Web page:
Definition and Prevalence
Loss of weight (cachexia) and appetite (anorexia) are significant concerns for many palliative care patients, and independently predict a poorer prognosis. [1-3] The palliative conditions in which cachexia and anorexia occur most frequently are progressive malignancy, HIV/AIDS, end-stage cardiac failure, end-stage respiratory failure, chronic renal failure, chronic liver disease, and advanced dementia. A focus on weight gain on its own may not result in meaningful clinical changes for palliative care patients. 
Potentially reversible contributors to appetite problems should be sought and treated as appropriate. These may include:
- Mouth problems - mucositis, oral thrush
- Family, social and cultural expectations related to food, diet, and body weight
- Inappropriate presentation of food
- De-conditioning / reduced level of activity
- Dysgeusia - changed sense of taste and smell
- Medication effects.
Assessment and Treatment
The relationship between catabolic state, hyper-metabolism, anorexia and nutritional intake, is extremely variable, complex and unpredictable. Appetite is a subjective symptom. Simple validated assessment tools are available, such as the Patient Generated Subjective Global Assessment. [15,16] However, expert consensus does not recommend any one tool over others.  With better understanding of cachexia anorexia syndrome, future treatments are likely to be multidimensional and initiated earlier. They may include appetite stimulants, tailored nutritional support and exercise,  and treatments to reverse the inflammatory drive associated with the syndrome. 
Assessment and treatment issues related to Cachexia Anorexia Syndrome, Appetite Stimulants and Artificial Nutrition are covered in more detail in the respective sub-section pages.
See individual subsections for practice implications in Cachexia Anorexia Syndrome, Appetite Stimulants and Artificial Nutrition.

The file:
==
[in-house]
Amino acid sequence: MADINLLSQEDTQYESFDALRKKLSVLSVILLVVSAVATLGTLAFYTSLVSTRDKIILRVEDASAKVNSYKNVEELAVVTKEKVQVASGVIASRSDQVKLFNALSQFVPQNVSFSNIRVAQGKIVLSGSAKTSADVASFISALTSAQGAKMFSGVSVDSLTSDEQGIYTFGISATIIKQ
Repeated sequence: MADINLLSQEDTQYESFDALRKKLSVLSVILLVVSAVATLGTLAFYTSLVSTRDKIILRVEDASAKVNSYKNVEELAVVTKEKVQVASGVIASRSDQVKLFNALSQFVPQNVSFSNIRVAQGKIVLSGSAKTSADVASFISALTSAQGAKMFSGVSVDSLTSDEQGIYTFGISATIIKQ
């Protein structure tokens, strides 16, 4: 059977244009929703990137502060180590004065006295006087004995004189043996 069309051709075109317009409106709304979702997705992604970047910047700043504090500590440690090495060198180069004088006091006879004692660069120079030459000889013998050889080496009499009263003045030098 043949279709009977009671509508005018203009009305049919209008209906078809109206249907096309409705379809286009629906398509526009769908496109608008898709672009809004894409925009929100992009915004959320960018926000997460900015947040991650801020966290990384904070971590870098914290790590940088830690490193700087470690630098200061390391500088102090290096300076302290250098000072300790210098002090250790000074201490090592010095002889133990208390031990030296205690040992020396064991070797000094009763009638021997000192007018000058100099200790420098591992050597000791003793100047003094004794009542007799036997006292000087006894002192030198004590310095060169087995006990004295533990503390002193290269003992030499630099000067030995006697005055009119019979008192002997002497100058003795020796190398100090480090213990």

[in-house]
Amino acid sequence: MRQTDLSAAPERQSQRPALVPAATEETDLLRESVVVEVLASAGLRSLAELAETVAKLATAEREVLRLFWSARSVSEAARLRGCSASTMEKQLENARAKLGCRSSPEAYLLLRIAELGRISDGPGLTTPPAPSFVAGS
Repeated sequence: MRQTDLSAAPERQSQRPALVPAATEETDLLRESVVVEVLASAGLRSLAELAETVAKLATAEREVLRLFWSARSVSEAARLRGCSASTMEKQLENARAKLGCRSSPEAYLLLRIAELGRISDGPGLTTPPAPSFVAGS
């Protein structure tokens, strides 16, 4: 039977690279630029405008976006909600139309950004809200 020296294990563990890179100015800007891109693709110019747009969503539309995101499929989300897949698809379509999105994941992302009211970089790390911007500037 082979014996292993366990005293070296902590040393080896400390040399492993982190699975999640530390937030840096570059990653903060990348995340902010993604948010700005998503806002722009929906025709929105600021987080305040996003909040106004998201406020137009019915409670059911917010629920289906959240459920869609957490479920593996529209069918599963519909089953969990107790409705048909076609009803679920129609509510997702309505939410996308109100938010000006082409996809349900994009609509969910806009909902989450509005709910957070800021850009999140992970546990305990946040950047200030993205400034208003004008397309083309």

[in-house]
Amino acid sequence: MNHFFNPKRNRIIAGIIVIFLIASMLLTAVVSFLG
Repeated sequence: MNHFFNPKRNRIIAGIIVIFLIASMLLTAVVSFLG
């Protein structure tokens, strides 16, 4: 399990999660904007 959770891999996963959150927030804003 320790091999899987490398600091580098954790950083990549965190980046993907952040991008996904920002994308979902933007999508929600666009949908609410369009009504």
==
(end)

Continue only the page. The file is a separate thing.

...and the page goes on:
- The European Association for Palliative Care (EAPC) is refining definitions of cachexia for palliative care, reviewing the significance of secondary nutritional impact syndromes, and studying the psychosocial outcomes of cachexia and anorexia, and developing a decision tool. 
- Some screening tools for appetite require external validation, and specific Quality of Life assessment tools are needed. 
- Study of the differences between specific cachexia syndromes - cancer, chronic renal failure and cardiac failure - is evolving. 
- Many studies with weight gain as an outcome do not identify how weight is gained - whether as muscle, fat, or oedema. Skeletal muscle mass, rather than total weight, is most closely associated with functional status. Other relevant outcomes such as quality of life, performance state, exercise and activity levels are now being studied in addition to changes in weight. 
- Significant muscle wasting (sarcopenia) may occur in patients with maintained body weight due to fat; the possibility of assessing this with CT scanning is being studied in order to identify those patients with early stages of cachexia who might benefit from earlier intervention. 
- 'Early satiety' is when a person wants to eat but can only take small amounts due to a sense of fullness. It is common in cancer patients and may be separate from other appetite problems, or it may co-exist with anorexia or nausea. Autonomic neuropathy may be a contributing factor. Early satiety is not well understood, but has been identified as an area for further research. 
- Dysgeusia (abnormalities of the sense of taste) have been found to be common during cancer treatment (56 - 76% estimated prevalence). It is often associated with other oral symptoms, and with a worse quality of life. Treatments that have been studied include prophylaxis with zinc and amifostine, which have been shown to be of small benefit. Dietary and educational counselling may be of some assistance. 
- The benefits of NSAIDs may be enhanced when used in combination with other appetite stimulators, although evidence for particular combinations remains low. [6,11]
- Inflammatory markers, including C-reactive protein and others, are being studied for potential clinical use as screening and monitoring tools in the cachexia anorexia syndrome, and as a possible intervention target. [23,24] Genetic polymorphisms are being investigated in the search for susceptibility biomarkers.